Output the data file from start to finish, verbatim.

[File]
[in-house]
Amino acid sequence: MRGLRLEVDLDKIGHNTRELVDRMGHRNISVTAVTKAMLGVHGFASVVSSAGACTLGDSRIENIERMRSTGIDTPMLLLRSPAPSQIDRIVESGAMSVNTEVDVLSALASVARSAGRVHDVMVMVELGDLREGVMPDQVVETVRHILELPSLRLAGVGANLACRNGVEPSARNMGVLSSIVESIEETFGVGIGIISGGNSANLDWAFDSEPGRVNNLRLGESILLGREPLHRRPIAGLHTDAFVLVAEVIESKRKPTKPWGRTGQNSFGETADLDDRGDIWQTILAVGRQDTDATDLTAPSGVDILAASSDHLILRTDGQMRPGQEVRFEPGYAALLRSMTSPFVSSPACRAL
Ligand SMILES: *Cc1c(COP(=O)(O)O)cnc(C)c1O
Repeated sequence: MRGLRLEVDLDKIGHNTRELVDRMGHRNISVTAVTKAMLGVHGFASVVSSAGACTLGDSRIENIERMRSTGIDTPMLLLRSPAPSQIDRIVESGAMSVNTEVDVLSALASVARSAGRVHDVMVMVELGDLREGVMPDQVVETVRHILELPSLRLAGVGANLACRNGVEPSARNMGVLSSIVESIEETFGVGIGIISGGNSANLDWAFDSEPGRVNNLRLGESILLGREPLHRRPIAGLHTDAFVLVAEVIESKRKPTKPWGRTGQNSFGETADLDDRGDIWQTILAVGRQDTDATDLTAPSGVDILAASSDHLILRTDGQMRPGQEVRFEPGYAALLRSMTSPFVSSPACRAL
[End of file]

[in-house]
Amino acid sequence: MRGLRLEVDLDKIGHNTRELVDRMGHRNISVTAVTKAMLGVHGFASVVSSAGACTLGDSRIENIERMRSTGIDTPMLLLRSPAPSQIDRIVESGAMSVNTEVDVLSALASVARSAGRVHDVMVMVELGDLREGVMPDQVVETVRHILELPSLRLAGVGANLACRNGVEPSARNMGVLSSIVESIEETFGVGIGIISGGNSANLDWAFDSEPGRVNNLRLGESILLGREPLHRRPIAGLHTDAFVLVAEVIESKRKPTKPWGRTGQNSFGETADLDDRGDIWQTILAVGRQDTDATDLTAPSGVDILAASSDHLILRTDGQMRPGQEVRFEPGYAALLRSMTSPFVSSPACRAL
Ligand SMILES: *Cc1c(COP(=O)(O)O)cnc(C)c1O
Repeated sequence: MRGLRLEVDLDKIGHNTRELVDRMGHRNISVTAVTKAMLGVHGFASVVSSAGACTLGDSRIENIERMRSTGIDTPMLLLRSPAPSQIDRIVESGAMSVNTEVDVLSALASVARSAGRVHDVMVMVELGDLREGVMPDQVVETVRHILELPSLRLAGVGANLACRNGVEPSARNMGVLSSIVESIEETFGVGIGIISGGNSANLDWAFDSEPGRVNNLRLGESILLGREPLHRRPIAGLHTDAFVLVAEVIESKRKPTKPWGRTGQNSFGETADLDDRGDIWQTILAVGRQDTDATDLTAPSGVDILAASSDHLILRTDGQMRPGQEVRFEPGYAALLRSMTSPFVSSPACRAL